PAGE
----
Women from Aadhar Mahila Seva Trust, a group of people infected and affected by HIV, sold khichadi made of several grains, soyabean cutlets and amla nu sharbat. They are involved in several seasonal businesses and work on the principle of providing employment to HIV infected people, at the same time, utilizing revenues generated for the betterment of such people.

The women were very much encouraged by the response they got but suggested that the Sattvik Festival be organized on 2nd or 4th Saturday of the month or around Christmas when maximum people can visit it.

An Ahmedabad based NGO ‘People for Animals’ which works for the basic rights of animals and birds had set up a stall to sell their literature and spread awareness about their cause. Mahendra Shrimali from the same group said: “We are ready to collaborate with SRISTI on projects of common interest.” Pitara Gujarat, an organization involved in primary education in Madhya Pradesh for 30 years exhibited books related to children. Their ARCH (Action Research in Community Health) group publishes health related literature in Gujarati. They also undertake students and teachers training in tribal areas of Gujarat.

Khedut Haat

More than 40 farmers from 30 different villages displayed their organic products at the Food Festival. The Khedut Haat looked flooded with fresh organically grown fruits like amla, lemon, guava, findla fal (Opuntia elatior Mill. Gard.) and others; food grains like wheat, basmati rice, pankhari rice (Oryza sativa L.), jowar;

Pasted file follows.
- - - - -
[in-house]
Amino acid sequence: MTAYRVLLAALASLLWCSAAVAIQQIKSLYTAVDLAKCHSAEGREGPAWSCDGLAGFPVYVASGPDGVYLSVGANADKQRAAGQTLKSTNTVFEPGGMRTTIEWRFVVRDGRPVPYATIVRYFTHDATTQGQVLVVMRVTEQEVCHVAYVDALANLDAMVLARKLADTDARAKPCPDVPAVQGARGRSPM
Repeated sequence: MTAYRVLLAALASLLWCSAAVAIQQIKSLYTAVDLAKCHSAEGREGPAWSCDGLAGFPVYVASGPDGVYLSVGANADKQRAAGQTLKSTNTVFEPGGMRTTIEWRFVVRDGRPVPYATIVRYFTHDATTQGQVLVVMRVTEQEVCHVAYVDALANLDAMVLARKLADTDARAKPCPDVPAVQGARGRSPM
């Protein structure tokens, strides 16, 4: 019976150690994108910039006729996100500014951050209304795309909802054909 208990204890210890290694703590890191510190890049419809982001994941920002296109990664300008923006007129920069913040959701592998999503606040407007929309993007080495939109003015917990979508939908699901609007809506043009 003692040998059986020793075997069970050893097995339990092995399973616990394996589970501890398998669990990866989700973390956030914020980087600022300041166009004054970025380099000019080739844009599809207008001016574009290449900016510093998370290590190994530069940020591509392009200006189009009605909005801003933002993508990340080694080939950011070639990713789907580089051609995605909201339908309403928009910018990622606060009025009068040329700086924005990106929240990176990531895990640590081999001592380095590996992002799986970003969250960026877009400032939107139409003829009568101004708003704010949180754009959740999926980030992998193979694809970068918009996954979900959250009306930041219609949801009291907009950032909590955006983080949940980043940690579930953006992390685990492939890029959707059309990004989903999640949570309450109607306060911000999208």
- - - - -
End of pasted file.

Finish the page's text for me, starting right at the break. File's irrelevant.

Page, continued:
spices like lili haldhar, jeeru (Cuminum cyminum L.), lilu lasan (Alliun sativum L.), lila dhana (Coriandrum sativum L.), lilo fudino and snacks like paunva. Items that attracted a lot of attention

were organic face pack, amla chavanprash, buttermilk masala, tulsi powder, henna powder, stavia (Stevia eupatoria )powder, Aloe vera juice and others.

Recipe Contest - Health all the way

A Recipe Contest was held on 18th December at IIM-A New Campus. The competition showed huge cultural and culinary diversity, when 40 participants displayed more than 120 different traditional dishes. Most of the recipes had some form of uniqueness either in terms of ingredients or in the way of cooking. Many items are reported to have healing qualities against specific lifestyle related disorders and other ailments. 

Items like vegetable fala cake, rotlo made of fenugreek, bitter gourd and ragi (Eleusine coracana L.Gaertn), sabji made from fenugreek seeds, chapati made of nagli (Eleusine coracana L.Gaertn) and other items control diabetes. Sangitaben Soni, a participant said : “Doctors advise diabetic patients to eat crushed fenugreek dana powder, but sabji prepared out of the same is tasty and therefore one is more likely to eat it regularly. Additionally, people who are allergic to mango juice can consume it along with this sabji to get rid of the allergy.” Chayanikaben, winner of Recipe contest of 2008 prepared “halwa made of coconut”, “khajur drakshavadi” and “bhaji-mogra ni dhokli”; all items are iron-rich, solve acidity problems, increase memory power and should especially be consumed by women nearing menopause. 

Many other items like ‘alachi na ladu’ made from (Elettaria cardamom) (good for waist pain, increases lactation in mothers without extra fat), ‘ragi ni sukhadi’, ‘saat dhan ni khichadi’ (made of seven different grains), ‘nimani na marcha’ (Capsicum annuum L.) and rotla’ (cures acidity), raita made of grapes (reportedly relieves from allergy due to curd), ‘Aloe vera roti’ (strengthens digestive system), wood apple jam were prepared and displayed.

Urvashi Parek won the First Prize for her ‘fangaveli kalathi nu salad’, ‘jav nu soup’ and ‘bathua ni bhaji’ (Chenopodium album L.) The first runner-up was Nirjaben Pradhan who prepared ‘ragi ni sukhadi’, ‘chil ni bhaji’, ‘luni muthia’ and ‘muthia of nagarvel leaves’. Vasantben Pandya became the second runner-up for her ‘kang na ladu’, a sweet dish made of Setaria italica. We hope to get entries for Sattvik 2010 from all over the country.

(Honey bee 20(4) & 21(1), 31 to 32, 2009 & 2010).